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News Release 11-083

Imagine: Material That If Scratched, You Can Quickly and Easily Fix Yourself, With Light Not Heat

Discovery of self-corrective healing process for polymer detailed this week in the journal Nature

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Illustration showing optically healing polymers.

Schematic of optically healing polymers. The specially designed polymer molecules that make up the solid item can be disassembled by the UV light so that they flow and fill in the cracks. When the light is turned off, the molecules reassemble themselves and the filled cracks become rigid again.

Credit: Zina Deretsky, National Science Foundation, after Burnworth et al., Nature, April 21, 2011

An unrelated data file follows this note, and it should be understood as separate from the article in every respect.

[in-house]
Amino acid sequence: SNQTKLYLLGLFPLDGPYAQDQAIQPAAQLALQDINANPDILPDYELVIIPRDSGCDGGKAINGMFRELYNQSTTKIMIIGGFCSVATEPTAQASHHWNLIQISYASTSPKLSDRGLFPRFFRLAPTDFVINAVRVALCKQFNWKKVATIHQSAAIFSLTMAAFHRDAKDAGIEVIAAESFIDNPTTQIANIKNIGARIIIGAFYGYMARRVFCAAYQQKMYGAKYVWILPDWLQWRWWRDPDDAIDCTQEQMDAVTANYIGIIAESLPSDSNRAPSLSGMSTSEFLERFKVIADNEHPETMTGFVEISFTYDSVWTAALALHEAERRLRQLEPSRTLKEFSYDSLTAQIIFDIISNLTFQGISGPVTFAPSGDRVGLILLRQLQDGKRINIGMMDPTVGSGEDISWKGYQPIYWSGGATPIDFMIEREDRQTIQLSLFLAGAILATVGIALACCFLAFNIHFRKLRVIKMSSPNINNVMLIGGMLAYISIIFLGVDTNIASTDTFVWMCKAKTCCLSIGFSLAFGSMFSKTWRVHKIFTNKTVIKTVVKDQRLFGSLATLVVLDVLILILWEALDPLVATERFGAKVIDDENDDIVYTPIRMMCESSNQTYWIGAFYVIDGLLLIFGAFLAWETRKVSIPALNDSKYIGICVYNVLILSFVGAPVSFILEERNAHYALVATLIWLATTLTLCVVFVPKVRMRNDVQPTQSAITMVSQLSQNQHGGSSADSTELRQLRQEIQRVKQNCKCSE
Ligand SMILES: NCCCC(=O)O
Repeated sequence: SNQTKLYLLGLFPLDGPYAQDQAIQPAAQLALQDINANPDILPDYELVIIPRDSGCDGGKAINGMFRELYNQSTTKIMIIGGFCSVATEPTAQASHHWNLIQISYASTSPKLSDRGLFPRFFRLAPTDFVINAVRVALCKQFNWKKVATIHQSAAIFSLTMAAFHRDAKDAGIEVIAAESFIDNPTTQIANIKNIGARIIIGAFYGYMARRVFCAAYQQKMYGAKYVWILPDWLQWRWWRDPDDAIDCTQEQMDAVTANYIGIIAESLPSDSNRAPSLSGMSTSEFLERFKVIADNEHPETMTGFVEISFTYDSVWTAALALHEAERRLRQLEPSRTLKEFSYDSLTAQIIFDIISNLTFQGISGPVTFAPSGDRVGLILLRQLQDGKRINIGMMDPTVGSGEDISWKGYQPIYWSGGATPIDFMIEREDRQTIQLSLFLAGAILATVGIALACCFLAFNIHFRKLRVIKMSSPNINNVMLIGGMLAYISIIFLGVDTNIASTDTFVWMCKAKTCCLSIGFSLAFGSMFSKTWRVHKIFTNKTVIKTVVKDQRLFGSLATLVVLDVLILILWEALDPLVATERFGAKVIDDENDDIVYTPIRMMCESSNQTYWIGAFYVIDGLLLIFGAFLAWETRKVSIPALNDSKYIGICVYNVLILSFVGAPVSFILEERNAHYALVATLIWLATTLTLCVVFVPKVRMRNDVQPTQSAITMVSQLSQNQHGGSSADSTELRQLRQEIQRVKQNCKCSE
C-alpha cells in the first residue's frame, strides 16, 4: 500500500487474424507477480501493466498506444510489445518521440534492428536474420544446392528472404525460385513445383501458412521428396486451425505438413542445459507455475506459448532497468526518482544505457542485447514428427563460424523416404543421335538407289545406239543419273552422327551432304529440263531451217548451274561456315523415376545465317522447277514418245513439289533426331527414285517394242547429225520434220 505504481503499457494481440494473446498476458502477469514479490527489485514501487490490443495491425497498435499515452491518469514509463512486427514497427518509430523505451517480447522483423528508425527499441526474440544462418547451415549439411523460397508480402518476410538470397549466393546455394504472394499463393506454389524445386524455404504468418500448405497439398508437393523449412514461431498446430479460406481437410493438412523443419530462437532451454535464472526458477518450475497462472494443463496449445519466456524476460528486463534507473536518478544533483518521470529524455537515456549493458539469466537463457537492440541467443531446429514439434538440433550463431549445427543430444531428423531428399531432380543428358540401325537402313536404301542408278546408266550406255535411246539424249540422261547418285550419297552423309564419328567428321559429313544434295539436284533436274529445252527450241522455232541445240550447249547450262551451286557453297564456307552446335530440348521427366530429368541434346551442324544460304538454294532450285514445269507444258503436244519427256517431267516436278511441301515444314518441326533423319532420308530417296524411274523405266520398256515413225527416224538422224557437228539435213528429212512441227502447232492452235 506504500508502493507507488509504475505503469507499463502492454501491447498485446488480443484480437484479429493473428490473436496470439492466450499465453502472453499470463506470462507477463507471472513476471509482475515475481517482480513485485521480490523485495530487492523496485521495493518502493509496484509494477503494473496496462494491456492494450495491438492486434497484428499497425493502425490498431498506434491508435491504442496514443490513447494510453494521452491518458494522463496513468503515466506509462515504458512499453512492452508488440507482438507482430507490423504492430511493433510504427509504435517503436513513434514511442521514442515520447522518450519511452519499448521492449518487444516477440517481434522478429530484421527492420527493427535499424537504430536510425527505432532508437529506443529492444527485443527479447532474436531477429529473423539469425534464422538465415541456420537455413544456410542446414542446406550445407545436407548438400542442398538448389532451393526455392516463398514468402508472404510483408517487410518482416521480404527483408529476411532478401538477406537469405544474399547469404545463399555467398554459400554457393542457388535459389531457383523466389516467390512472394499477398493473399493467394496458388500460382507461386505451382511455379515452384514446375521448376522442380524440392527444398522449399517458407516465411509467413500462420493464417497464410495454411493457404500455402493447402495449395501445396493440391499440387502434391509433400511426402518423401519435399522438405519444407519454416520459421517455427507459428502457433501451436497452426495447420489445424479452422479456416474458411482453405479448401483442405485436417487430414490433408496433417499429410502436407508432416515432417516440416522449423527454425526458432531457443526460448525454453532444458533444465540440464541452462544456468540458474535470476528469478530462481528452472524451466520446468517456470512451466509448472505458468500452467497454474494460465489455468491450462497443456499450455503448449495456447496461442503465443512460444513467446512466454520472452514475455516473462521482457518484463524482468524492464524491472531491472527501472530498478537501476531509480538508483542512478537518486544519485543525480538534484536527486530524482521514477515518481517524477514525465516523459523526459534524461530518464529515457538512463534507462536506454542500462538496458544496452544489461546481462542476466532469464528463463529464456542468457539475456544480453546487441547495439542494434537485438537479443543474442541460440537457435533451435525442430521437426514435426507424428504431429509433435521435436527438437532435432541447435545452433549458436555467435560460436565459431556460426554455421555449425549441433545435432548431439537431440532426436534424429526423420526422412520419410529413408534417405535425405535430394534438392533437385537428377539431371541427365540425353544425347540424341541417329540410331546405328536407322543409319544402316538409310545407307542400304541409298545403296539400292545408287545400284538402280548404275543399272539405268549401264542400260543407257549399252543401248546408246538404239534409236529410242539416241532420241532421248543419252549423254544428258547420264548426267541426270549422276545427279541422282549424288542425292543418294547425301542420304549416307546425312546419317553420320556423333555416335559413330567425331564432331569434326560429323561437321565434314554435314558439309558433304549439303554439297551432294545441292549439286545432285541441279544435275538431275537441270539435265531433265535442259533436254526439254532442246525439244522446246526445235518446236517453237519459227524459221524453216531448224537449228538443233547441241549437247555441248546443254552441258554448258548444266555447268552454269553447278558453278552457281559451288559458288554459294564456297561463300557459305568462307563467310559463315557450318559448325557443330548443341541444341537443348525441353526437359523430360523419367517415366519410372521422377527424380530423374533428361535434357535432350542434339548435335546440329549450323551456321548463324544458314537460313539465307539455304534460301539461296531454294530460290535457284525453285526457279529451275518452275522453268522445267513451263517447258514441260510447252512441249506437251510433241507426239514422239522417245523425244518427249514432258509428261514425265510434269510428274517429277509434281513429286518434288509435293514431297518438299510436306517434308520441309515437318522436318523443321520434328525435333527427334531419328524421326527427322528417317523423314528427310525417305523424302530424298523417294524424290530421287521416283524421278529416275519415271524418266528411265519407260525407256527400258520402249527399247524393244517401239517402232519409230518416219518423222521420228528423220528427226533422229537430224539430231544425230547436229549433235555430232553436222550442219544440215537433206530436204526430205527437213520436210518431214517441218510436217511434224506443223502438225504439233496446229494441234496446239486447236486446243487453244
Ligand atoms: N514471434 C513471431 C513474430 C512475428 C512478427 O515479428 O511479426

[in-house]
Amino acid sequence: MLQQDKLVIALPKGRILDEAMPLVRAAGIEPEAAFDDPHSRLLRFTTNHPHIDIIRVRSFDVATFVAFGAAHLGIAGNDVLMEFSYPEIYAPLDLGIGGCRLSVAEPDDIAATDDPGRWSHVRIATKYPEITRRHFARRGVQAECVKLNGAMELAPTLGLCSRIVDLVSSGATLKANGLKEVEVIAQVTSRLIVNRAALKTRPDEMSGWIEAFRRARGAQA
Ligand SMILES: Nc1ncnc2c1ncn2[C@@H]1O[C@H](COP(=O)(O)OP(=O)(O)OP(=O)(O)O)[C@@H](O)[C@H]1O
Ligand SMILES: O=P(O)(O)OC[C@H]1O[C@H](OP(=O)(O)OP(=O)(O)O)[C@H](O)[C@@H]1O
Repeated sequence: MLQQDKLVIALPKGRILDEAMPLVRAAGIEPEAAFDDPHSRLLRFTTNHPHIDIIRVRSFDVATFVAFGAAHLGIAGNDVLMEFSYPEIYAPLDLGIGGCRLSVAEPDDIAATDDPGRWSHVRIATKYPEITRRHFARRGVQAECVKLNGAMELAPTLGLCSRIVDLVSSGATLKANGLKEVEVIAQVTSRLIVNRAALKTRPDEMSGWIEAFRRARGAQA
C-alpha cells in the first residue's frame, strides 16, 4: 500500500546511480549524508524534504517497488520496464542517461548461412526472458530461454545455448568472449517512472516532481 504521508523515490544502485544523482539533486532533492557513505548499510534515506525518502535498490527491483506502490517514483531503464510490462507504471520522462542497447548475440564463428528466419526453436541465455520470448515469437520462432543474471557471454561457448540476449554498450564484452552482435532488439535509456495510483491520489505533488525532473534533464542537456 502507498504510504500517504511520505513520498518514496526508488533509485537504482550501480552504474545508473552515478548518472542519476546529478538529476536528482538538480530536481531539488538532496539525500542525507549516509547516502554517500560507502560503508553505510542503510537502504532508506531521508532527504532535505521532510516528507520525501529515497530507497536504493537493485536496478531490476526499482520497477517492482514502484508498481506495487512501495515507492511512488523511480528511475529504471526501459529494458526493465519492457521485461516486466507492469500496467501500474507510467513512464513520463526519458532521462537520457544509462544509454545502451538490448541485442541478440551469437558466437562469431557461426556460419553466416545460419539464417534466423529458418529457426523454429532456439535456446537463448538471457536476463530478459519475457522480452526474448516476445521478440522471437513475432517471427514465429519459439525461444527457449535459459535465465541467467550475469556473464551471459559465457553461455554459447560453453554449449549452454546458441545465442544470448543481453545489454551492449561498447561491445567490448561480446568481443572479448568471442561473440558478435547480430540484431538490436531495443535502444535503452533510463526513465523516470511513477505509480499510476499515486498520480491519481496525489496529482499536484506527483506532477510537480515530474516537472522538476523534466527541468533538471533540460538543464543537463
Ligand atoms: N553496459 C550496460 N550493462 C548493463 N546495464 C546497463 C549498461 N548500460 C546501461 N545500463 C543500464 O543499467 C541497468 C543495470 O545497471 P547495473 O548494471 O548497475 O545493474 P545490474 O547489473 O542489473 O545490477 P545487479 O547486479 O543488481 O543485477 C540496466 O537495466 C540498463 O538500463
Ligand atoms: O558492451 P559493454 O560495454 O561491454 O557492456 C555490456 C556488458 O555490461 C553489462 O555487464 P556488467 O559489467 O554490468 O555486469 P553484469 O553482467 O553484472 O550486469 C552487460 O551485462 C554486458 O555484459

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Illustration of headphones with the words Audio Only.

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Audio transcript from April 19, 2011 Tele-press conference announcing the discovery of polymers that may be healed using light as opposed to heat, featuring: Andrew Lovinger, polymer program director in the Division of Materials Research at the National Science Foundation; Christoph Weder, director and chair of Polymer Chemistry and Materials at the Adolphe Merkle Institute at the University of Fribourg in Switzerland and Lisa-Joy Zgorski, also of the National Science Foundation.

Credit: NSF


a Volkswagen Beetle repaired with the self-healing polymer.

Researchers at Case Western Reserve University say fixing scratches on cars and furniture may be cheap and easy to do yourself in the not-too-distant future. Together with partners in the USA and Switzerland, they have developed a polymer-based material that can heal itself when placed under ultraviolet light for less than a minute. View a video about the self-healing polymer that fixes scratches.

Credit: Case Western University